By Joe Davidson
Washington Post Staff Writer
Wednesday, June 17, 2009 2:01 PM
The seeds for a presidential memorandum President Obama plans to sign today that would extend federal employee benefits for same-sex couples were planted last December during a meeting with advocates and the Obama transition team.
Over the course of 2 1/2 hours, representatives of several groups met with Valerie Jarrett, now one of the president's top White House advisers, and John Podesta, who along with Jarrett was a co-chair of the transition team, and discussed a range of issues important to gay and lesbian Americans.
"It was a very serious meeting, talking about appointments, talking about positions, talking about legislation," recalled Leonard Hirsch, the president of Federal Globe, an organization representing gay and lesbian federal workers. That meeting led to today's planned announcement about benefits.
According to a White House fact sheet: "For civil service employees, domestic partners of federal employees can be added to the long-term care insurance program; supervisors can also be required to allow employees to use their sick leave to take care of domestic partners and non-biological, non-adopted children. For foreign service employees, a number of benefits were identified, including the use of medical facilities at posts abroad, medical evacuation from posts abroad, and inclusion in family size for housing allocations."
Hirsch said relocation expenses also could be included under the memorandum. Relocation for federal employees is necessary for advancement and to fill critical agency needs, but the policy on paying to relocate a same-sex partner differs among agencies.
"Currently most agencies will not pay for the partner," he said. "They will pay for your pet, but they will not pay for your life partner."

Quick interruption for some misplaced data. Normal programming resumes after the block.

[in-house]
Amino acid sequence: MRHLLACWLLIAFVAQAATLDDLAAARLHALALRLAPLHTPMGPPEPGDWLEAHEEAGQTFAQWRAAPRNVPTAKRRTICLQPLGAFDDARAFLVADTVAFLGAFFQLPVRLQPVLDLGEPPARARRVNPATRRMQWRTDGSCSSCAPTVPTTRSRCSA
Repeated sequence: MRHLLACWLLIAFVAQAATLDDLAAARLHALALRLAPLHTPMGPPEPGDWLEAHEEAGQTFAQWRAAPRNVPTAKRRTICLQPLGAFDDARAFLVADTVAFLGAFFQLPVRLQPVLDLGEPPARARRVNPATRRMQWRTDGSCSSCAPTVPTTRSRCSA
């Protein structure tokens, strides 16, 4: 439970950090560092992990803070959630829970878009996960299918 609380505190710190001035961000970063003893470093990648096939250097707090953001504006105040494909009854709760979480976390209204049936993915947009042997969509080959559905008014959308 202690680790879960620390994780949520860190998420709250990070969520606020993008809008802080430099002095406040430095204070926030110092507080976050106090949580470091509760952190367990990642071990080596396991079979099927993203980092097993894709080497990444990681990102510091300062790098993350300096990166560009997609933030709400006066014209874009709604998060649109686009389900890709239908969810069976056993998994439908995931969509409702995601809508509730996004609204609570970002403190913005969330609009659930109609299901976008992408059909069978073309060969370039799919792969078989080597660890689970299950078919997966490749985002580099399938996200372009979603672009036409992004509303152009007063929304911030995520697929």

Obama's announcement will please some more than others within the gay community.
"This is the next step of what hopefully will be many steps in moving toward equal rights for LGBT (lesbian, gay, bisexual, and transgender) people in this country," Hirsch said this morning.
But while Brian Rice, a member of the Human Rights Campaign board of governors, said he is "very pleased to see that President Obama is extending benefits to same sex spouses of federal employees," he added that "this is really an action that he should have taken in January when he took office. To this point he has failed to deliver on campaign promises made to the gay and lesbian community, and we hope that this is the first step to fulfilling some of those promises."
Hirsch said it was not feasible for the White House to move as soon as some would have liked because time was needed to bring staff on board to implement the policy before it was announced.
"As a good bureaucrat I understand the importance of having their people in place before you go forward," said Hirsch, the international liaison at the Smithsonian Institution. "They are hewing to the law and their authorities."
Notably absent from the benefits extended to same sex couples are the government's most generous benefits, those covering the health care and retirement. Hirsch said Obama is limited by law and congressional action is needed to provide health and retirement benefits to same-sex partners.
To that end, Hirsch hopes the president will endorse bi-partisan legislation already under consideration on Capitol Hill.
That measure would provide domestic partners of federal workers the same benefits as the spouses of federal employees. In the Senate, the bill is sponsored by Homeland Security and Governmental Affairs Committee Chairman Joe Lieberman (I-Conn.), and Sen. Susan Collins (R-Maine), the top Republican on the committee. The House sponsors are Reps. Tammy Baldwin (D-Wis.), and Ileana Ros-Lehtinen (R-Fla.)
When the bill was introduced, Baldwin, co-chair of the Congressional LGBT Equality Caucus, said "extending benefits to the domestic partners of federal employees is more than a matter of fairness. As a majority of Fortune 500 companies have already demonstrated, equality and diversity in the workplace boost productivity and help attract and keep the most qualified employees."
Hirsch said he expects Obama will issue a "strong and vigorous" statement this afternoon on behalf of LGBT rights in the federal government.